Below you'll find some tips and advice for students with disabilities seeking to enter a course/career in teaching.
TOP 5 TIPS
- Spend time in a school either volunteering, on work experience or just helping out.
- Find out if you are eligible for the DARE scheme, the Teacher Education colleges are now part of the DARE scheme which recognises the effect of your disability and you can get in on a reduced points basis.
- Make sure you have the right subjects to qualify. You will need to reach the required standard in Irish and Maths for Initial teacher education.
- For secondary teaching you must have a primary degree in the area you wish to teach in for example geography, plus the requisite teaching qualification. See the Teaching Council website for further information.
- Think about what supports will help you become a teacher. This may include technology and learning supports or additional time to complete examinations.
WHO PROVIDED THESE TIPS?
Suzanne Duggan is a lecturer at the Institute of Technology Tallaght and lectures on the Social Care Practice degree programme there. She teaches subjects such as Sociology, Community Studies, Social Policy and Understanding Disability.
Prior to joining IT Tallaght in 2008 Suzanne worked for many years with the National Learning Network in areas such as programme development and advocacy.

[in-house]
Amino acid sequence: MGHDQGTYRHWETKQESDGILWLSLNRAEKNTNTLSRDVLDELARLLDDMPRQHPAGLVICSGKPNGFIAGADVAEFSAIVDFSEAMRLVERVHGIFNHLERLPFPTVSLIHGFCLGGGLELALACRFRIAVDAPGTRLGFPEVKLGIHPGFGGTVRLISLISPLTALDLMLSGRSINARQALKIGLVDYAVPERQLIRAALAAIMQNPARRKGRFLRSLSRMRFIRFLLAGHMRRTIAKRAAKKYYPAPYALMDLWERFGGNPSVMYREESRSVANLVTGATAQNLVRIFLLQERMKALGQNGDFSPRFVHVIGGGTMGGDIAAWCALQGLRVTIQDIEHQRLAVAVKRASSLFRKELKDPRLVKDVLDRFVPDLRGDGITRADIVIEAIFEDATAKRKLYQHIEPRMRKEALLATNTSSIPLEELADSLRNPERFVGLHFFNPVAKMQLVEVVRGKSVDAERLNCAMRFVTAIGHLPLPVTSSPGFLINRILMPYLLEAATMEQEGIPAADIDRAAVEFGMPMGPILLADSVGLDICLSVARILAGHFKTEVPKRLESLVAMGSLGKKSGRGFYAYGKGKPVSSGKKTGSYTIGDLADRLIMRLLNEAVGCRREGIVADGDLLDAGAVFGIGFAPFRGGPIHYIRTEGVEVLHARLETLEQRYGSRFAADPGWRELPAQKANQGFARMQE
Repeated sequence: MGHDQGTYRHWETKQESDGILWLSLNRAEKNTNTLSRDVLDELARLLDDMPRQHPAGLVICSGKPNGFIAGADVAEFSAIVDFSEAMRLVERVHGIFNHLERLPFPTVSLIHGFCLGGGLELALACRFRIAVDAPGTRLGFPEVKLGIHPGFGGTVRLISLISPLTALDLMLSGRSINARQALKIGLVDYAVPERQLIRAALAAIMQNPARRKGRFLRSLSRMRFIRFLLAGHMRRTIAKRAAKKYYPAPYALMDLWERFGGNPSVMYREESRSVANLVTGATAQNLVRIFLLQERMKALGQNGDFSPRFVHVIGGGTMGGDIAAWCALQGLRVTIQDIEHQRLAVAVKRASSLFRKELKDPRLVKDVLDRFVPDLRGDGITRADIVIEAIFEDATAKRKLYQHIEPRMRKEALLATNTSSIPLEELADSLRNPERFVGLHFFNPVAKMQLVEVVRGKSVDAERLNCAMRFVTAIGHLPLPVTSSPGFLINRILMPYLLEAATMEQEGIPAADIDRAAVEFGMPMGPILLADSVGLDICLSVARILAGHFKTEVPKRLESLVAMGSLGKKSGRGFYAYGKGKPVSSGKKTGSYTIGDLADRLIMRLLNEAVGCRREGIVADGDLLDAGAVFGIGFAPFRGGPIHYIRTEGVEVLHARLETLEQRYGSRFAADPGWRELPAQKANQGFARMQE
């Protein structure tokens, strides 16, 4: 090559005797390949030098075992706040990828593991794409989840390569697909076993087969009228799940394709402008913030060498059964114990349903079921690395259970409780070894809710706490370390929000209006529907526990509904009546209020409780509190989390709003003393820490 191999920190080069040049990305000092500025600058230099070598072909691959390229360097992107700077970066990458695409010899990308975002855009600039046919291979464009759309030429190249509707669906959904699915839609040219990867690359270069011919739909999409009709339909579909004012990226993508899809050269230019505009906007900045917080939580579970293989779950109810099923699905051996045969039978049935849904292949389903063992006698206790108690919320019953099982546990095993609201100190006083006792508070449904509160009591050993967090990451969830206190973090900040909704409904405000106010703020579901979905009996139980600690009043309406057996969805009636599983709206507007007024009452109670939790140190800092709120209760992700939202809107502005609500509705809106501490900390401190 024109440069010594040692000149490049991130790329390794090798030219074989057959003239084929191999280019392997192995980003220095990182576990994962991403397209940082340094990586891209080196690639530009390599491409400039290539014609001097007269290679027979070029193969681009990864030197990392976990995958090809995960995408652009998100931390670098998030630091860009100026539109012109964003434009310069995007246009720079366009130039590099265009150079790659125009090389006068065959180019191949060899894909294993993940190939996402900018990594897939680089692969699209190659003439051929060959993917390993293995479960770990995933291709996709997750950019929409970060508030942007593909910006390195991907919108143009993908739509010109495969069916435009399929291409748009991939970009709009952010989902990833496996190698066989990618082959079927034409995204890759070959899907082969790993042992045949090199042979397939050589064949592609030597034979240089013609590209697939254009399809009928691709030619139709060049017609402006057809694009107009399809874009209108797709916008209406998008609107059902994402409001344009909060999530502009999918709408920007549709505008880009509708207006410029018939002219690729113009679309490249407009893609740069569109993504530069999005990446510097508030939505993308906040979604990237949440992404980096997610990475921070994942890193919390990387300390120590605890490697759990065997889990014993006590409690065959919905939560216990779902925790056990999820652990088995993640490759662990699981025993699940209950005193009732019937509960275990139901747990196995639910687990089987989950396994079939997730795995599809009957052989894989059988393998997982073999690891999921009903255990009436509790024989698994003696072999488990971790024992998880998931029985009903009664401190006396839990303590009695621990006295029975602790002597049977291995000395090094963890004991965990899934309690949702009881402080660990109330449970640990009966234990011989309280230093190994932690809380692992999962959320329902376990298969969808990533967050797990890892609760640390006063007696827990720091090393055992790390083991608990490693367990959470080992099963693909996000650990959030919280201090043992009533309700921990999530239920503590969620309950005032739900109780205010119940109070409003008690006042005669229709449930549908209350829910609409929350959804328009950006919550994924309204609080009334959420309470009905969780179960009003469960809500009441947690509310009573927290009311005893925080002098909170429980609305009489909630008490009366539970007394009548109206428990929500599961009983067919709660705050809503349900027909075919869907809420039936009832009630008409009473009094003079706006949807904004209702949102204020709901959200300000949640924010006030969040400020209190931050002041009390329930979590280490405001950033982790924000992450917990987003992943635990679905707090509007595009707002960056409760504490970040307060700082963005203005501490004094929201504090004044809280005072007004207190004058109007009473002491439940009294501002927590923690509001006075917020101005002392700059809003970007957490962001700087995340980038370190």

Suzanne did her degree in Sociology and English in Trinity, then did a Hdip Ed and later did a Masters Degree in Rehabilitation Studies in UCD. Suzanne has always loved learning and she has done other courses including a diploma in Public Relations and a certificate in Counselling and Psychotherapy.
Suzanne taught for a number of years as a secondary school teacher and now teaches at Third Level. She has a deep interest in learning and how people learn. She is interested in the use of Technology and Assistive Technology in learning and using flexible teaching and assessment methods to ensure that students have the most positive learning experience possible.
Suzanne has a visual impairment called Stargardt Disease which means that she has lost most of her sight. While this has presented challenges and obstacles that have had to be overcome, Suzanne’s perspective is that any such obstacles can be overcome and she is able to develop a fantastic relationship with her students based on mutual respect and a strong passion and regard for the work that she does.